Teacher Tracy Murdock may work in a Tulsa public school where many students face poverty, but she says teaching enriches her life.
"You are the mainstay when it comes to what their educational future is going to look like. It's you," said Murdock, a 6th grade teacher at Celia Clinton Elementary.
Sometimes getting students up to speed means getting a little extra help.
"Individualized and small group attention is all these kids need to supplement, get them back up to level and just additional personnel, (para-professionals) and (teachers assistants)," she said.
And federal funds make that possible. TPS alone receives $54 million a year from the feds, and it mostly goes to schools where many children live in poverty.
So losing the money, "It would be a devastating impact," said Dr. Keith Ballard, superintendent of Tulsa Public Schools.
But it's a scenario that lawmakers are playing out as a precaution.
"It's important for state policymakers to have a contingency plan. A plan for what happens if the federal government falls off the fiscal cliff," said Oklahoma Representative Jason Murphey, R-Guthrie.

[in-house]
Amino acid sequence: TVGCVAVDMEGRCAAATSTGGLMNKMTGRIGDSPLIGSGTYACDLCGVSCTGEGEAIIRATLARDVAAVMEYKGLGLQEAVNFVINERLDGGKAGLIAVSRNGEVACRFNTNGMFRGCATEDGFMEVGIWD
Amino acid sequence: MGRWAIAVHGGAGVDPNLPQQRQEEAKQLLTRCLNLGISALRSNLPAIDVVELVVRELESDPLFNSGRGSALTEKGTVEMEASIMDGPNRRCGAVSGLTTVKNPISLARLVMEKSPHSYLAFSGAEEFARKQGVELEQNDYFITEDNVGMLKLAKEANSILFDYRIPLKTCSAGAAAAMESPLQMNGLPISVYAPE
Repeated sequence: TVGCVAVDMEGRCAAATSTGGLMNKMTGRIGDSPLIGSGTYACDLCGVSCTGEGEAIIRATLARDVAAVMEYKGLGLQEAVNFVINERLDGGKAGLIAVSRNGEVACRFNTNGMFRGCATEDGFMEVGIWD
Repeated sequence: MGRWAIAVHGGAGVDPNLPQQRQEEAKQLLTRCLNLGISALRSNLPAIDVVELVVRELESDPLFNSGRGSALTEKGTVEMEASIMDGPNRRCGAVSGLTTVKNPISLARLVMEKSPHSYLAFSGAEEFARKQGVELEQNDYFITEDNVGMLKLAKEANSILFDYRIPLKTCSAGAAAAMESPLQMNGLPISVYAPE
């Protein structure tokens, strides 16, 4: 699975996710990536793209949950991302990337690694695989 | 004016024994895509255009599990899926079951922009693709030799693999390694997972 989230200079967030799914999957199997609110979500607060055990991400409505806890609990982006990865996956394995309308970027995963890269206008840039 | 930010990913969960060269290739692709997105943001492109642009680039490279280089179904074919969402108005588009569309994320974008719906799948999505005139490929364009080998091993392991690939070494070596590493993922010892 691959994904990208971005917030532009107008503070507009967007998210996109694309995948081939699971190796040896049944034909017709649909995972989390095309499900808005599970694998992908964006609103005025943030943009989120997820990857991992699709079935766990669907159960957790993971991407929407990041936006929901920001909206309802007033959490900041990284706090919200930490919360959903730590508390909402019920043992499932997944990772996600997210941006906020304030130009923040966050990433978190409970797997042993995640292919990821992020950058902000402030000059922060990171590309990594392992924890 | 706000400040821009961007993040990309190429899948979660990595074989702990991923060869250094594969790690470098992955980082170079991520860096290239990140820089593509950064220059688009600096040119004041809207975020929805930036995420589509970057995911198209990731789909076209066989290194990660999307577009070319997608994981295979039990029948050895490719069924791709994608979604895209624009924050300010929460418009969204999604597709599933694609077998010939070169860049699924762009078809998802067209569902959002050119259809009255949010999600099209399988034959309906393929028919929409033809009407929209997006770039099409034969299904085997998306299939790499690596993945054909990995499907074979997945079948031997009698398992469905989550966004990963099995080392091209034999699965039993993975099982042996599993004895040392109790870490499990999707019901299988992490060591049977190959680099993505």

Legislators recently had a one-day study to look at all state agencies and their dependence on federal funds, and the numbers are shocking.
Just to give you an idea, Oklahoma spends about $17 billion a year to run all state agencies and of that $10.5 billion comes from the feds, that means the federal government foots the bill 60 percent of the time when it comes to running the state of Oklahoma.
"Various government services have been built around federal dollars over the years and state and federal agencies have aggressively pursued those dollars and become dependent upon them," said Murphey.
More of a reason Murphey says each state agency needs to have a plan, a worst case scenario should federal dollars ever be lost.
Although just a precaution, Ballard says since Congress created the national standards for all districts to follow the federal government should continue to pay.
"It's the federal requirements so you can't separate the money. You can't make the requirement and then not pay the bill," said Ballard.
For Murdock it's the tutors and teachers aids who pave the way for something priceless.
"I see kids that don't even know they can go to college starting to believe they will go to college," she said.
State lawmakers plan to file legislation in February requiring agencies to have contingency plans in case Congress makes cuts.
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